Sorry I'm late, everyone.
Charming. Fresh. Enticing. Original. Slug-smackin' good time.
When my copy of The Dread Crew: Pirates of the Backwoods by Kate Inglis finally arrived, I put down Jane Eyre and delved into this new treat immediately. I have to say: this is a marvelous first novel. I have commenced picketing for the movie.
She really did a phenomenal job setting the tone of the book with the diction, and from the very first line of the prologue. I loved how each character, from Missy to Joe to Willie to Hector, all had their own spin on the quaint language of New Germany. So entertaining, just how you'd want pirates to talk -- not expect them to -- want them to talk.
In fact, what I did expect was more elusiveness on the part of the pirates. The back of the book hints at Eric's story, tracking them through the woods, using clues they've dropped from their Barrow along the way. But in fact, you get to know the pirates (and Grandpa Joe) much more intimately than you ever do Eric. And these pirates, elusive? Getting the Stewarts' peacocks and goats to get along would be an easier task. But that is what makes this book a pleasure. "Honey lessons." So perfect.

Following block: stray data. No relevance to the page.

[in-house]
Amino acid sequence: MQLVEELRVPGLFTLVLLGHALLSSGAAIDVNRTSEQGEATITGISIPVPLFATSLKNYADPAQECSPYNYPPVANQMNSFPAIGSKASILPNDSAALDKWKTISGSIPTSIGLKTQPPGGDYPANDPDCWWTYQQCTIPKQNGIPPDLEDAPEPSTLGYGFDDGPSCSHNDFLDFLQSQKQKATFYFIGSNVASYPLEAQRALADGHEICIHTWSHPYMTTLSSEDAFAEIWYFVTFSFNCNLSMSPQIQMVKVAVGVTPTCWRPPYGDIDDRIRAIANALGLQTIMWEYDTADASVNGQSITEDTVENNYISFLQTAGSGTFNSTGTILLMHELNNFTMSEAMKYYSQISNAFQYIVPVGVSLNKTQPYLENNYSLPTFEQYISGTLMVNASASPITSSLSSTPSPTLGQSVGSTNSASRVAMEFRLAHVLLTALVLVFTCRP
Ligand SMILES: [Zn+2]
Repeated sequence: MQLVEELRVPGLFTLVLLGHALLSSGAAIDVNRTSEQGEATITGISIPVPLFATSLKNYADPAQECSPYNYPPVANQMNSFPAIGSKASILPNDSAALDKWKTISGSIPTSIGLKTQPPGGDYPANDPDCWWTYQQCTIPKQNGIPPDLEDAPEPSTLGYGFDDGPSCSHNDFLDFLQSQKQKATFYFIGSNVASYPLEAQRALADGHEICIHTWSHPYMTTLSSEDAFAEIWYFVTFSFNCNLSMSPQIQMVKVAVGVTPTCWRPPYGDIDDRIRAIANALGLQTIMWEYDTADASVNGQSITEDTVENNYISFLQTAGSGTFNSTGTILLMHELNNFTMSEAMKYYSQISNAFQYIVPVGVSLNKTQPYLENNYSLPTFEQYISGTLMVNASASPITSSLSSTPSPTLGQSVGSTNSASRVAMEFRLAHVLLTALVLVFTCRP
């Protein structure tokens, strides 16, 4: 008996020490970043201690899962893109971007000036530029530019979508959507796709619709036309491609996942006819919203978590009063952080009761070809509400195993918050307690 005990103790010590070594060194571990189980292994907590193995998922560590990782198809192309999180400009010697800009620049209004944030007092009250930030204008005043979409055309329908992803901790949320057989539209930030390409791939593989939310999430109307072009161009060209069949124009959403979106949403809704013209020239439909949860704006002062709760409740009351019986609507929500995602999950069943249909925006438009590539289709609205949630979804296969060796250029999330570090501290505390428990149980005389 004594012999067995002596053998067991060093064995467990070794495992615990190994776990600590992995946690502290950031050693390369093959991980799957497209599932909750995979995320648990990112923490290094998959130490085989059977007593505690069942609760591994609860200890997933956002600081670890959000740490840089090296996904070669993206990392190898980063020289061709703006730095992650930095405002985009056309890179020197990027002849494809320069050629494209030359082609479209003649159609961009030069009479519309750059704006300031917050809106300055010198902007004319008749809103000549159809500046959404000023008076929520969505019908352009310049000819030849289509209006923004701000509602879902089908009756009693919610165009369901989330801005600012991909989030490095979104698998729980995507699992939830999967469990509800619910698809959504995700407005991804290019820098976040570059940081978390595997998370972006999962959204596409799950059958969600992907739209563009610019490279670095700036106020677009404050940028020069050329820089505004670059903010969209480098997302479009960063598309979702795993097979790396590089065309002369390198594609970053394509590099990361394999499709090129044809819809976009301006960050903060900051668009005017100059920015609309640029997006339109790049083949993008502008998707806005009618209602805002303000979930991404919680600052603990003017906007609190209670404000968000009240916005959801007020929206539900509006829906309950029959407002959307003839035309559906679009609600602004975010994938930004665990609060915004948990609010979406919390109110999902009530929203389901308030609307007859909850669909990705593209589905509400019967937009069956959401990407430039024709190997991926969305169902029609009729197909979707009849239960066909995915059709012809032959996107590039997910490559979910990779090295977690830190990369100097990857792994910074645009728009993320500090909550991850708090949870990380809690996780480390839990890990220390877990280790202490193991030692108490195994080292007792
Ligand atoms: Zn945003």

What I loved most about this book was its accessibility. It was so hard to pin down an age group for it, which in the end, who cares? That means it's great for any age, and I think that's going to lend to its success. Children, adults, and tweens can all enjoy it. I imagined my mom reading it to me when I was little. The excitment in the storyline, plus the well-developed plot, plus its length (not too short, not too long!) will also make it a great re-read for me as an adult -- something I can read while I eat a bowl of soup, or vacation, or just plain need a break from real life.
I hope there will be a sequel, but this book stands on its own. Congratulations, Kate, and thanks again for sharing the launch of your tremendous accomplishment with me.
Next Up: Jane Eyre, by Charlotte Bronte (for real this time)